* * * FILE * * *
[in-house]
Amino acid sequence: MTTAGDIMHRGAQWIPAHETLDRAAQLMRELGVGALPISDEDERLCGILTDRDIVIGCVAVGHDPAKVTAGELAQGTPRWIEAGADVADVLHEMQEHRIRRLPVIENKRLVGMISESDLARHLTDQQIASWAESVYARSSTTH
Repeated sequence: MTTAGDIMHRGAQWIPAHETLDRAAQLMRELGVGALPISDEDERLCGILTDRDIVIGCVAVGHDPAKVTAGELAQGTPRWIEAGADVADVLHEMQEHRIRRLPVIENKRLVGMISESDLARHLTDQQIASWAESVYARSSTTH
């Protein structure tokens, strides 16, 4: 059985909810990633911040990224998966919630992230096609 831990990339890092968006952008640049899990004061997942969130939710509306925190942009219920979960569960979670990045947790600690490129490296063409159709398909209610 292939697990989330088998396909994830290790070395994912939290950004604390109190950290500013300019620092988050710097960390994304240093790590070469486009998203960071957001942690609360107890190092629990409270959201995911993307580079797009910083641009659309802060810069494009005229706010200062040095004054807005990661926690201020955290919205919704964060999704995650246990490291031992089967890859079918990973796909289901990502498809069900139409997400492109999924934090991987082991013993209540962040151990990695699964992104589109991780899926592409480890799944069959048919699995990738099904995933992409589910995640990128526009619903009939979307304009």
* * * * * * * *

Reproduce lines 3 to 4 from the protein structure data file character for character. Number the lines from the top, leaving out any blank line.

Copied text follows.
Repeated sequence: MTTAGDIMHRGAQWIPAHETLDRAAQLMRELGVGALPISDEDERLCGILTDRDIVIGCVAVGHDPAKVTAGELAQGTPRWIEAGADVADVLHEMQEHRIRRLPVIENKRLVGMISESDLARHLTDQQIASWAESVYARSSTTH
């Protein structure tokens, strides 16, 4: 059985909810990633911040990224998966919630992230096609 831990990339890092968006952008640049899990004061997942969130939710509306925190942009219920979960569960979670990045947790600690490129490296063409159709398909209610 292939697990989330088998396909994830290790070395994912939290950004604390109190950290500013300019620092988050710097960390994304240093790590070469486009998203960071957001942690609360107890190092629990409270959201995911993307580079797009910083641009659309802060810069494009005229706010200062040095004054807005990661926690201020955290919205919704964060999704995650246990490291031992089967890859079918990973796909289901990502498809069900139409997400492109999924934090991987082991013993209540962040151990990695699964992104589109991780899926592409480890799944069959048919699995990738099904995933992409589910995640990128526009619903009939979307304009």